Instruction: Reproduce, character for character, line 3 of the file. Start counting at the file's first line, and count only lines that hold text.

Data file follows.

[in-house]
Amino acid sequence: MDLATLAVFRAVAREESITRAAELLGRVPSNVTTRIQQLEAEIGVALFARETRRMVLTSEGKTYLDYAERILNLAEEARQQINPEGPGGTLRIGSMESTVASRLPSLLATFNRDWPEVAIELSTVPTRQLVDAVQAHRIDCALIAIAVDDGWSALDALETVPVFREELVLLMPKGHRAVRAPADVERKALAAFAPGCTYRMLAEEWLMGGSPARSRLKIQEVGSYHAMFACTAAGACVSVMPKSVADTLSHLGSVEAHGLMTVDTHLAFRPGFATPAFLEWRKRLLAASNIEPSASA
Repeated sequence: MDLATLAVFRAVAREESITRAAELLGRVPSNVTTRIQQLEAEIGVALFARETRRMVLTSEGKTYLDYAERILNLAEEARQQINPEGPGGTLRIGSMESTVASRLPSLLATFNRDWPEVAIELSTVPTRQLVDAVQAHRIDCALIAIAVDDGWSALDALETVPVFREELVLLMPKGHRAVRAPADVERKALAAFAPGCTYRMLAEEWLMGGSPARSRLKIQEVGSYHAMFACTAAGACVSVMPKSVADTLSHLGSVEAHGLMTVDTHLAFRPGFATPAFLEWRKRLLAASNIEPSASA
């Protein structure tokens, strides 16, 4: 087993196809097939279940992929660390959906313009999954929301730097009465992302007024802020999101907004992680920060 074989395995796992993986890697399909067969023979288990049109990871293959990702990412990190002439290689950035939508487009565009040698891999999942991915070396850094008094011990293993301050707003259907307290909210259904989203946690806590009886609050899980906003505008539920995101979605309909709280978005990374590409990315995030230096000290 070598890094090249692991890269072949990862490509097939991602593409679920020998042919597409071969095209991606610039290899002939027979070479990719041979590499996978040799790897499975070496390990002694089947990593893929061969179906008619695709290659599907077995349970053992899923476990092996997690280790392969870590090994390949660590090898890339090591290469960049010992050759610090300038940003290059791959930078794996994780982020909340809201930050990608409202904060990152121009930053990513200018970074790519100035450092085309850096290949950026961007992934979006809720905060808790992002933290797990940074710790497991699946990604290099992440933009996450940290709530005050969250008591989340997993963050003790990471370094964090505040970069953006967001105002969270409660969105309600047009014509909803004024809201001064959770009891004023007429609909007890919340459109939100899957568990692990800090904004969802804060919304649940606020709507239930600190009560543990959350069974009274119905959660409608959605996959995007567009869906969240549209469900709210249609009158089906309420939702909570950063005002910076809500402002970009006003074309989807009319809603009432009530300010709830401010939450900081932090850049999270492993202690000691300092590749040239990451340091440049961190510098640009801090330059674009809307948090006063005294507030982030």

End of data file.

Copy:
Repeated sequence: MDLATLAVFRAVAREESITRAAELLGRVPSNVTTRIQQLEAEIGVALFARETRRMVLTSEGKTYLDYAERILNLAEEARQQINPEGPGGTLRIGSMESTVASRLPSLLATFNRDWPEVAIELSTVPTRQLVDAVQAHRIDCALIAIAVDDGWSALDALETVPVFREELVLLMPKGHRAVRAPADVERKALAAFAPGCTYRMLAEEWLMGGSPARSRLKIQEVGSYHAMFACTAAGACVSVMPKSVADTLSHLGSVEAHGLMTVDTHLAFRPGFATPAFLEWRKRLLAASNIEPSASA